Friday, November 21, 2008

10,000 Hours

Hallelujah, I'm not alone.

I saw Malcomb Gladwell on TV last night and wrote his book title down before I went to bed ("Outliers"). One of the many points this welcomed book makes is that it takes about 10,000 hours of study/practice for someone to become an expert at anything in life. This number is based on research documented by Gladwell, and it applies to everything from legal expertise to becoming a great painter, or, by implication, a great songwriter. Can we produce a late blooming genius like Cezanne? Yes, says Gladwell, if he/she is willing to put in the hours. [
Read Gladwell's blog on this subject]

I've been banging this drum steady for months now, trying not to tire you with the truth as I see it. We may not all have the time, but time is the essential factor in great songwriting. A great song can be written fairly quickly as I've said in many of my blog articles, but only after the preparation, the background, the study, the practice has been undertaken.

How soon can one put in his 10,000 hours? Let's assume you only have 10 hours per week to devote to songwriting. At that rate you'll need about 20 years of practice. Maybe you started when you were 15, so you can expect to reach your best at 35 (and that doesn't mean you won't continue to be at your best until you're 75). Why, then, do the major labels and publishers sign so many 21 year old artists and songwriters? Clearly the word "great" has lost some of it's meaning.

Are there exceptions such as Bob Dylan, who are so gifted at such an early age? Not necessarily. Maybe Bob worked a lot harder than most of us when he was young. Maybe he put in his hours at the feet of Seeger and the rest while we spent those years sitting on car hoods with a six pack.

Gladwell's book should come as encouraging news to most of you. If you've ever been made to feel that your time has passed because you're 29 and still unsigned, relax. You're still improving with age.

I have my own evidence in support of Gladwell's argument. I stared writing songs when I was about 15. I began writing full time when I was 27. Until that point I'd maybe put in only half of the necessary hours. I'd written a couple of good songs, even had a cut or two under my belt. But I knew I wasn't at my peak. When I began writing full time my skills improved very quickly, and by age 32 I'd nearly doubled my practice hours, and I'd written a song that I still rank as one of my best.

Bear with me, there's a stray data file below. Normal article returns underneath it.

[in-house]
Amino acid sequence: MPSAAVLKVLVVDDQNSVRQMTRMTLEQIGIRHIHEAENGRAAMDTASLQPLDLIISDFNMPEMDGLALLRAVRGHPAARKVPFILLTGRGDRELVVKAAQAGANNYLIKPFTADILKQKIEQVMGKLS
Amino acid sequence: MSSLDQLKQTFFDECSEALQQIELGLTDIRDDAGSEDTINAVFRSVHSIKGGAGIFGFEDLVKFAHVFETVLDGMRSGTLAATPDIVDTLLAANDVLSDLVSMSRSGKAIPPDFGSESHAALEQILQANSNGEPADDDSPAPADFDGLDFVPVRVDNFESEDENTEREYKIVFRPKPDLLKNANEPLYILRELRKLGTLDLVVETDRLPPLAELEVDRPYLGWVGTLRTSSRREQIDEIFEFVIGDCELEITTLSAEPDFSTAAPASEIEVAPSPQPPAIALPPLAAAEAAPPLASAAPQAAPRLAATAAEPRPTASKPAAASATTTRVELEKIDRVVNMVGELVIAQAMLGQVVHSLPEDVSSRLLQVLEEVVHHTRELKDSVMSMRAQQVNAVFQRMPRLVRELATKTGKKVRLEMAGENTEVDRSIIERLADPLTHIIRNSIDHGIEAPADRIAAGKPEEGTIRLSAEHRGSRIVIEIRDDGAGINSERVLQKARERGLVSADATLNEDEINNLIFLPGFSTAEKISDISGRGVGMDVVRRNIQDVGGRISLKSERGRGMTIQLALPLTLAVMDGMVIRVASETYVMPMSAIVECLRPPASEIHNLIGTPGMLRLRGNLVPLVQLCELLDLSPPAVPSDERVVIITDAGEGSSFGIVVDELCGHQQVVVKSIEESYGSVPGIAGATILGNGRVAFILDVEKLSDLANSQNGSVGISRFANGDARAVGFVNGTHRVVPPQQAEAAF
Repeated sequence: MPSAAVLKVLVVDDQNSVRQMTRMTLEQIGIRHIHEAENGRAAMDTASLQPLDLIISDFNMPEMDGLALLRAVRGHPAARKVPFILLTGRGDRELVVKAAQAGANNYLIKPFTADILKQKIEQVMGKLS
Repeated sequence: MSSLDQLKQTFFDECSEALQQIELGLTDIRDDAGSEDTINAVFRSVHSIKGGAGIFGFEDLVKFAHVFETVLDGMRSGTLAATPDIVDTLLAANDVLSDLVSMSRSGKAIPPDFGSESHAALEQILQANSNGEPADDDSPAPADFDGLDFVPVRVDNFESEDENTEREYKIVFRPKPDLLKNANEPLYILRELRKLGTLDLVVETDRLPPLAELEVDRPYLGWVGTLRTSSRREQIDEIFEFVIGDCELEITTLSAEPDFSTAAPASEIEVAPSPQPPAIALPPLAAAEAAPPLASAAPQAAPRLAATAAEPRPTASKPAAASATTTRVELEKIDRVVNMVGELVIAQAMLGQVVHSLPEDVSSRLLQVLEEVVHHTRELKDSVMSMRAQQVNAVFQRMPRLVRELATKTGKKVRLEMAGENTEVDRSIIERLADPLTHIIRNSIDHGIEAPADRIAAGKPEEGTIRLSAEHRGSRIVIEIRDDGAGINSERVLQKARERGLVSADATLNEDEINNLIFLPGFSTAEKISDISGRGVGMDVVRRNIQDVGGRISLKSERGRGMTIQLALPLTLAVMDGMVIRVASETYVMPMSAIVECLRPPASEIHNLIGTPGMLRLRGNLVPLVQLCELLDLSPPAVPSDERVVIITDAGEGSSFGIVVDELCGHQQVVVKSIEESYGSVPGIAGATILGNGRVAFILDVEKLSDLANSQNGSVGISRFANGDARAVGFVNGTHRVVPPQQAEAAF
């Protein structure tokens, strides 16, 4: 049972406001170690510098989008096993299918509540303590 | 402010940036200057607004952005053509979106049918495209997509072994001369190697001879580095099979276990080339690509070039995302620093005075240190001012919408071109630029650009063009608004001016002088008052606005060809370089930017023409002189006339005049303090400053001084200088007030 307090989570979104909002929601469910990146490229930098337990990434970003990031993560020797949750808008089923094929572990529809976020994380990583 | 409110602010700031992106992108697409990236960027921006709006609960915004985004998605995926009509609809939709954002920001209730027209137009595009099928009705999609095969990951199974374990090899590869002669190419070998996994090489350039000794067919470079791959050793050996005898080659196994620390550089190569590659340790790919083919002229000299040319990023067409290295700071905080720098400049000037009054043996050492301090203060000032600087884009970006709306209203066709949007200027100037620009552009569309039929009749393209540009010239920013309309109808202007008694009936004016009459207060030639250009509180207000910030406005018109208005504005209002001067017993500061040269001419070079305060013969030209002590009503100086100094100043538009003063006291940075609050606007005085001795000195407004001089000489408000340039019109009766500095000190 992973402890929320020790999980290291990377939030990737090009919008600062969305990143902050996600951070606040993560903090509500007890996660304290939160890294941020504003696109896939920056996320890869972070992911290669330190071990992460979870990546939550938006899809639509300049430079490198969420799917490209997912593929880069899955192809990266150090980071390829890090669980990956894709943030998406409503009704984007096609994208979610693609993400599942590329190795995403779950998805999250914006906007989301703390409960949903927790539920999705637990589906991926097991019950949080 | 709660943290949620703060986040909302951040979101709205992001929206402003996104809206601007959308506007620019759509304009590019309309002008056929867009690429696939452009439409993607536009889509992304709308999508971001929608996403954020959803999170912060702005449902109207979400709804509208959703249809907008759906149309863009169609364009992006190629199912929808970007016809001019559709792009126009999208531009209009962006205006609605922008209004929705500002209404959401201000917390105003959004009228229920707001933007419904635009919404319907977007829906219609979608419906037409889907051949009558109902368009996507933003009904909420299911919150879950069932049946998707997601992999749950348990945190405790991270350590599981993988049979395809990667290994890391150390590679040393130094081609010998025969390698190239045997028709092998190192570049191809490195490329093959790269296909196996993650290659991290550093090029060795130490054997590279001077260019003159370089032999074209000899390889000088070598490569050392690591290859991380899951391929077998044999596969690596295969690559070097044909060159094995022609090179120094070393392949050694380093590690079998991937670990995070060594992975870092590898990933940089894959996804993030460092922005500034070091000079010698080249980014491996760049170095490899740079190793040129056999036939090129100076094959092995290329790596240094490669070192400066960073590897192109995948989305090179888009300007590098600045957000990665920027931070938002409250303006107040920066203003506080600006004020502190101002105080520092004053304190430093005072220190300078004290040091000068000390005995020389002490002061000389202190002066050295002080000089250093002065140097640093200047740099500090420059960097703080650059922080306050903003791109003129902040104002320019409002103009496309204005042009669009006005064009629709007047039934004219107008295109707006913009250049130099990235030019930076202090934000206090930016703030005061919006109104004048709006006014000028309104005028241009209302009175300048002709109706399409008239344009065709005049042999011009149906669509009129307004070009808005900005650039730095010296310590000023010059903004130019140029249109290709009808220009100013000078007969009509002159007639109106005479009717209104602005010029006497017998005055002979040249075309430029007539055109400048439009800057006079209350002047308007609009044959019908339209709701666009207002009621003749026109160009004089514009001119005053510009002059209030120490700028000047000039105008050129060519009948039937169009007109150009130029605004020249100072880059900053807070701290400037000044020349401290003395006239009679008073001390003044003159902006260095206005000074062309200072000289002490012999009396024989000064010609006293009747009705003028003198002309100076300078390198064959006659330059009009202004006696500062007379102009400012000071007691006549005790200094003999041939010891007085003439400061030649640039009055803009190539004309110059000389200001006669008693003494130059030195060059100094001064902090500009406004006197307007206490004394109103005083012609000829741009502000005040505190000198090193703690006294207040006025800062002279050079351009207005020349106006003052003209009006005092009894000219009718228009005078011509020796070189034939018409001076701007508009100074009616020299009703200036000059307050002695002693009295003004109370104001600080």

No matter how many voices we add to the growing criticism of music marketing trends at the major labels, it's unlikely that we'll change anything soon. For now, we can at least be content that we are in the right, and the data supports us. The industry should be mining 30-40 year olds, not 18-30 year olds. Or, if you want to market unripe talent, at least force these artists to sing songs written by those who have put in the practice hours.

copyright 2008 craig bickhardt


Anonymous said...

Bravo (exclaimed the 34 year old)!

Thanks Craig, as always, for speaking your gospel.

Tim Wheeler said...

Wasn't it Mini Pearl who, when asked how long it takes to write a song, replied, "Fifty years and 30 minutes."

Anonymous said...

Hi Craig,

I'm glad you posted this because I have been wanting to ask you the specifics of how you went about 'training' yourself to be a great songwriter. Would you mind giving us a short synopsis of maybe what your week would look like, and how you might spend a day when you went "full-time" with your writing? I hope this isn't too general of a question but it has been on my mind to ask you as I've been reading your blog, and wondered if it would help some of us focus our efforts.
Thank you!

Debra Manskey said...

Bravo indeed (said the about-to-turn 50yo!)
We exist in such an ageist industry where the 'wisdom of the elders' doesn't apply til we're dead!

Anonymous said...


I'm 58 and I'm thinking "Yippee" there's hope for me yet!" (If I live long enough.)

I've been writing since my teen years and I have not written a good one yet. But I keep working on them and that keeps the artistic part of me happy. Other wise I'd go ga-ga.

Your CD "No Road Back" is demonstrative of how one's artistry changes over time.

One day someone will ask me if I wrote "that song" that he/she sings (maybe a 21 year old) and I'll be able to say "Yes".

Until that day comes I'm putting my hours in.


Tunesmiths Cafe Radio
Tunesmiths Cafe Writers

Anonymous said...

A little over a year ago I read Blink, also by Gladwell (time to reread it), so I'm gonna shop for Outliers... great post, speaks to the heart of what's been driving me lately. Grind the axe, chop wood, make a fire... repeat. Wish I could say I'm diligent as I ought to be, taking it one day at a time.

With all the chaff on the web today, it's good to know where to come get my fiber =)

Anonymous said...

Hi Craig,

this is a late comment for this post, but I found an article called "Late Bloomers" written by Malcolm Gladwell's via his website and blog. It originally appeared in the New Yorker magazine. It complements what you are talking about here and is a great read-thought you and others here might enjoy reading it. Here's the link-